I’ve had a few calls for interviews for insurance companies, but it’s not what I want to do, but also in need of money, so wondering if it’s best to just use that as a started job.
Hi Trevor - if I am reading this correctly, it sounds like you may be having some frustration with getting connected to the right thing that's not just a "job". Am I right?
I'm not sure what kind of role you are looking for, so what I write below might not matter. But as a recruiter by trade, and as someone who specifically sources military for a huge company, I can give you my perspective.
If you are only getting insurance calls, it's likely that you've got your resume out on some public job boards where insurance agencies look for new salespeople to join independent agencies.
I looked you up on LinkedIn and found a fairly general profile with just a few connections. LinkedIn and social networks are the new "job application". Most jobs are found, connected to and filled because of networking and relationships, not because someone put in an anonymous application. Use the LinkedIn job search function to proactively apply and connect to people at those companies that may be decision makers for hiring.
Applications - if this is ALL you're doing to get connected to jobs, it's not enough. Every.Single.Job I've had in the last 10 years was because I knew or connected to someone in the organization; and not just applying to the job. So what I am saying is that your network, your personal worth and your persona will put you at the top of the stack when you start reaching the right people.
Applying to jobs is like the steam engine of transportation. Alone it's outdated, but it's still a necessary predecessor to way things are done today. Applications are still required for compliance in many cases, but otherwise, the recruiters and hiring managers will notice you better when you make an impression. Applications also house like 100 other people who want the job - it becomes a lengthy process to find the right ones.
All of this said, remember that you have to start somewhere. If you are an E-4 applying for the CEO job, you wont get it. Lower level military leadership doesn't translate to corporate management, necessarily. And companies still want you to know their business before you can move up the chain. So, if you can identify a company that can tell you that you'll have growth opportunities in a specific timeline, try to take a close look.
Technical experience from the military DOES translate. Companies are seeking maintenance, vehicle, aircraft, facility...etc maintainers. Being mechanically inclined IS a transferable skill and companies will pay for it.
Hopefully helpful. Reach out if I can offer anything else. Semper Fi.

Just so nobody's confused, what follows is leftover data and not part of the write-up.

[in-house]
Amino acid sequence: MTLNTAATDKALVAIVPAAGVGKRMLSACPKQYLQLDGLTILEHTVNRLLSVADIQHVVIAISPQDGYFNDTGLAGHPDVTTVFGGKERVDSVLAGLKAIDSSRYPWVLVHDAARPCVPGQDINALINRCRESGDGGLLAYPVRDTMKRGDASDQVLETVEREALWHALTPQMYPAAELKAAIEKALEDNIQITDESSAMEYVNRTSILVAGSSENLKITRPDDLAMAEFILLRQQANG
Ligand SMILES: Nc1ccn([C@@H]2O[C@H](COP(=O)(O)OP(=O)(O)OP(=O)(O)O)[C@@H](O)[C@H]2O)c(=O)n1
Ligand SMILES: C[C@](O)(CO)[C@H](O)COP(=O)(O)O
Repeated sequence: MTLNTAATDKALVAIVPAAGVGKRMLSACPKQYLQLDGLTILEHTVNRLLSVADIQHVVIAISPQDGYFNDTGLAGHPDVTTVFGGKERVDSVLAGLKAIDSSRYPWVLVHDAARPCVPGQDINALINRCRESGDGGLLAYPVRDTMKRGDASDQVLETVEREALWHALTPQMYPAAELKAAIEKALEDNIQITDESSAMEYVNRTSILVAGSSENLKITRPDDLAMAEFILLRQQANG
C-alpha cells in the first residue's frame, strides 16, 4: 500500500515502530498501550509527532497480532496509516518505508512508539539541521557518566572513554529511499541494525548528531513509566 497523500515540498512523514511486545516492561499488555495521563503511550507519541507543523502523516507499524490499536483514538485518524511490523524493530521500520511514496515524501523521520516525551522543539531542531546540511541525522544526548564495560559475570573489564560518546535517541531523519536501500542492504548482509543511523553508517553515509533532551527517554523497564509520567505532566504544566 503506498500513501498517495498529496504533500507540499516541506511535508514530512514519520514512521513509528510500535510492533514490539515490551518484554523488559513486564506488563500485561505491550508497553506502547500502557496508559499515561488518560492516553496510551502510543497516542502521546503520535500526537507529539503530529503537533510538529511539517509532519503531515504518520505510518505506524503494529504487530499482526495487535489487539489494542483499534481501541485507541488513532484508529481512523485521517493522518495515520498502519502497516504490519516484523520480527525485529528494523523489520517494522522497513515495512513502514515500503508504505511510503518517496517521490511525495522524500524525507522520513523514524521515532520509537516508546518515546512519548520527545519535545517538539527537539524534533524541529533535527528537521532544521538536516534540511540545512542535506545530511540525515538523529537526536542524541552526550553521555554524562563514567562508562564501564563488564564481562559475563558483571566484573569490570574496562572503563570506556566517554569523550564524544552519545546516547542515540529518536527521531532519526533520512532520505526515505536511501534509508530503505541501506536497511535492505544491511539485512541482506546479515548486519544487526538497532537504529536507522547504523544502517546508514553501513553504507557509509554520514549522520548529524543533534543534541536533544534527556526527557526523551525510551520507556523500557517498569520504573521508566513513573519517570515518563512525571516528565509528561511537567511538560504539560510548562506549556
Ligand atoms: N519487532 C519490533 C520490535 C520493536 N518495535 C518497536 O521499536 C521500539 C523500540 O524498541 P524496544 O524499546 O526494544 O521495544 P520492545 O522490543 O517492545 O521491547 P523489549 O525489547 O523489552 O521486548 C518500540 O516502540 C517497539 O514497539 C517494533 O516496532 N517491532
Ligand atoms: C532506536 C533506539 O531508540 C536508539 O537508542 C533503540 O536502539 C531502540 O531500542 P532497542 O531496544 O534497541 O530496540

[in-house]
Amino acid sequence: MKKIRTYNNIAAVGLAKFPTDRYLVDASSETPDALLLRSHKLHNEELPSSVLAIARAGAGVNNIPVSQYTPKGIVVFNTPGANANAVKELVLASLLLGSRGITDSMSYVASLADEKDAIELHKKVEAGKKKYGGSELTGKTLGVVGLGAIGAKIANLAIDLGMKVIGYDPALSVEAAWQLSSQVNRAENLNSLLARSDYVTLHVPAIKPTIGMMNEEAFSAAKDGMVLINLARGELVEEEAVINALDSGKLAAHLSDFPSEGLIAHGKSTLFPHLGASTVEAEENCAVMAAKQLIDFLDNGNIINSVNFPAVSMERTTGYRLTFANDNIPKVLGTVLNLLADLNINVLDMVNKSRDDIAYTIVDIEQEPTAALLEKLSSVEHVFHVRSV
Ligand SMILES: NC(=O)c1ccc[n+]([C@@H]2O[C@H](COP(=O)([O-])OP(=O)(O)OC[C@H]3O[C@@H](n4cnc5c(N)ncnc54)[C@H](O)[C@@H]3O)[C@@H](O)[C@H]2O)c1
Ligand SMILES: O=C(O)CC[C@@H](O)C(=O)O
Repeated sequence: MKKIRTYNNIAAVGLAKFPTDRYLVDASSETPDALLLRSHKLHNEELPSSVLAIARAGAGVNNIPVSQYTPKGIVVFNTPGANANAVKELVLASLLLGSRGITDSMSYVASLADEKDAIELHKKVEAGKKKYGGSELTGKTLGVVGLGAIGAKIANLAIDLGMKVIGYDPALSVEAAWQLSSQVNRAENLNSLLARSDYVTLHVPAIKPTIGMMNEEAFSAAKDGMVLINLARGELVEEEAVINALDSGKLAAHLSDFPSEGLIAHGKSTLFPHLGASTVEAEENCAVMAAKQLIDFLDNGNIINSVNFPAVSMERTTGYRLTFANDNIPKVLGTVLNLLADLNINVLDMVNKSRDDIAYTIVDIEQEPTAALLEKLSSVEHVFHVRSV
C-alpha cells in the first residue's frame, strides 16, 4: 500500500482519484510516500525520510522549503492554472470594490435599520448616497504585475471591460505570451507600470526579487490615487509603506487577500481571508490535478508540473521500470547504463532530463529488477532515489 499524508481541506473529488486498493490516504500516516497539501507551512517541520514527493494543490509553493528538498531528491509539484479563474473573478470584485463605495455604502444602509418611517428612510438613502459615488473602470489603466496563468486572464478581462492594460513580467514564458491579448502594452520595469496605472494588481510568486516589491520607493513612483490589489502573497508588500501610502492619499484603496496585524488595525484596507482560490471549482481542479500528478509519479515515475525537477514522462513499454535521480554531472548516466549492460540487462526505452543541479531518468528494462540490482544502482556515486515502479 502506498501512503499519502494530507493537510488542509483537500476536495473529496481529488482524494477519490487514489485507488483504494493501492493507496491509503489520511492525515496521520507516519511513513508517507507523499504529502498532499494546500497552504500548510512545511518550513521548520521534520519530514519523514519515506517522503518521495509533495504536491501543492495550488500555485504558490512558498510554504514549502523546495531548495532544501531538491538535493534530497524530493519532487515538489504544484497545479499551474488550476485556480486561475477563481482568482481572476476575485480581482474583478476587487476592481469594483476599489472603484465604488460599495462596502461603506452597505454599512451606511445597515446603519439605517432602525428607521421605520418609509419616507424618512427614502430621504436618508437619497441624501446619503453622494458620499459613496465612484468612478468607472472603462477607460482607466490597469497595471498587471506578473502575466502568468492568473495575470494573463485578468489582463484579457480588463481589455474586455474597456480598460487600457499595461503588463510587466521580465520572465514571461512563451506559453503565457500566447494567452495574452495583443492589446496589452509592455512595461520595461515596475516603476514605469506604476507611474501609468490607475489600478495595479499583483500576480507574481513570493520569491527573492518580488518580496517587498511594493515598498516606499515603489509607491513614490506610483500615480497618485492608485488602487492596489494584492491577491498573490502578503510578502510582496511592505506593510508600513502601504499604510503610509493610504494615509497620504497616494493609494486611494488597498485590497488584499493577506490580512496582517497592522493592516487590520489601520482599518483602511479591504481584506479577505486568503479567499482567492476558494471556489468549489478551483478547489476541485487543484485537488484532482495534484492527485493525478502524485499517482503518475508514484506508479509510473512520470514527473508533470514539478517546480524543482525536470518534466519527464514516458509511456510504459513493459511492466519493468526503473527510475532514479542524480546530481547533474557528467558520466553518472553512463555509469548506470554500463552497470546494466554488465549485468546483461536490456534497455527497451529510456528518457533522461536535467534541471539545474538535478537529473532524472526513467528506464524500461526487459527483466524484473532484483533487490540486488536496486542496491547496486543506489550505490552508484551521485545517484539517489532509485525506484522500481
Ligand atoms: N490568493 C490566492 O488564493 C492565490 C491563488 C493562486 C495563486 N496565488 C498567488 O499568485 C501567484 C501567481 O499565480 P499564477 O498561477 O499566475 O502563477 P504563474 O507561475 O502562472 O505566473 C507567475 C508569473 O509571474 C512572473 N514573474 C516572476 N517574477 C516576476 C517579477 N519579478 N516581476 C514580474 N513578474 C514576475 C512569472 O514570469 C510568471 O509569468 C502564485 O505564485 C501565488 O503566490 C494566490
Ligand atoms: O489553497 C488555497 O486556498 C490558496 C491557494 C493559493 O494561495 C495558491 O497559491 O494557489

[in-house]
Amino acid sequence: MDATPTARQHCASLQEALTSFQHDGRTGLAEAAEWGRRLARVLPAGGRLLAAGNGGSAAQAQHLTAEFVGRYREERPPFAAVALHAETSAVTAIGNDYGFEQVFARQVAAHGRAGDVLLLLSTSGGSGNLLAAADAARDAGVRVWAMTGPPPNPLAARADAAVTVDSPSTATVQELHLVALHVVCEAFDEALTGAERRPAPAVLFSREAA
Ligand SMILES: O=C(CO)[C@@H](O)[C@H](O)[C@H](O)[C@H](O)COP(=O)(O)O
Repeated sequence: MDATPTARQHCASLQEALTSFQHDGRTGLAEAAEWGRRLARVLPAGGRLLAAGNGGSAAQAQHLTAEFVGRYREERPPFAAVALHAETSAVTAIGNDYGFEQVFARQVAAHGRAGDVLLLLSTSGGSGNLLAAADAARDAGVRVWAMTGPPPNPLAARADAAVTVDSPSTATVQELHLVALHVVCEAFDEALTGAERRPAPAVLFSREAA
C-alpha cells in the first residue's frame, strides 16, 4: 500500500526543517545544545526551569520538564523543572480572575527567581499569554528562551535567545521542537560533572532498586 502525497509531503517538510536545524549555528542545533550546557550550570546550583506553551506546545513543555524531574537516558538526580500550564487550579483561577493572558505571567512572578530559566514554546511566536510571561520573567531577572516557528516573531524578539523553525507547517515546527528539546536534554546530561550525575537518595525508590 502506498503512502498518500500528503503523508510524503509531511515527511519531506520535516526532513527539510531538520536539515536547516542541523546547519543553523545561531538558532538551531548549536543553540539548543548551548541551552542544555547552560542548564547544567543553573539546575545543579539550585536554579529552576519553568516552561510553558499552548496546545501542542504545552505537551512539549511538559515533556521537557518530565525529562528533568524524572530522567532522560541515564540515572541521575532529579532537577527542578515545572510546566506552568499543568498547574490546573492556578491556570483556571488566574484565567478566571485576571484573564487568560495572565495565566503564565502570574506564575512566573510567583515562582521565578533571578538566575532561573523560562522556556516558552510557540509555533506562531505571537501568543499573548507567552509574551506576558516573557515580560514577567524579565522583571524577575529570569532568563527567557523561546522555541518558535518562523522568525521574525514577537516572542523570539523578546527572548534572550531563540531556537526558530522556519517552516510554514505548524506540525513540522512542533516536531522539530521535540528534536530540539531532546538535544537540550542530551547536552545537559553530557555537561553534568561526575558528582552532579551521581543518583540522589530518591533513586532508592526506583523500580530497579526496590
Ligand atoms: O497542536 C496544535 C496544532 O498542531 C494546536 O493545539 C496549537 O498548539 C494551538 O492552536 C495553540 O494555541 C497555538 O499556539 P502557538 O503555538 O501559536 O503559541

A starter job is always good to build basic foundational skills within the corporate world. This allows you to also start building a professional network, as well as resume build. I started my career with a starter job, and the networks I developed helped me land an interview in an industry sector I wanted. At the same time, do your due diligence on any company that approaches you to ensure the culture and mission of that company aligns.
I am here to offer any additional support. In the meantime, ensure you have created a LinkedIn profile, and network with potential recruiters on there.
Thank you for your service!
It is definitely okay to use it as a starter job! It will help develop skills, build your resume and you never know where it will lead you from there. Take it seriously, even though it is not what you want to end up doing, but if you can get great references for being a driven, diligent and trusted employee who has proven skills in being a self-starter and owning 'projects', shown people and team working skills, it will be transferrable anywhere!
For the future, you can state "I felt this insurance job was a great way to interact with people, show that I can work independently, and prove myself as being a great team player" or whatever you want to get out of it. I highly recommend the book "60 seconds and you're hired". It can show you how you can then take the skills and use them to your advantage for landing the job you really want.
Good luck and all the best!
Thank you so much for your service and for submitting your question. From my own experience, I can say that I’ve taken jobs that I felt weren’t an ideal fit, when I thought the skills were transferable. At that time, I also didn’t have much work experience, so it helped to build my resume. At the end of the day, if you think it could help with your long term career goals and bring in much needed income, I think it’s something worth considering.
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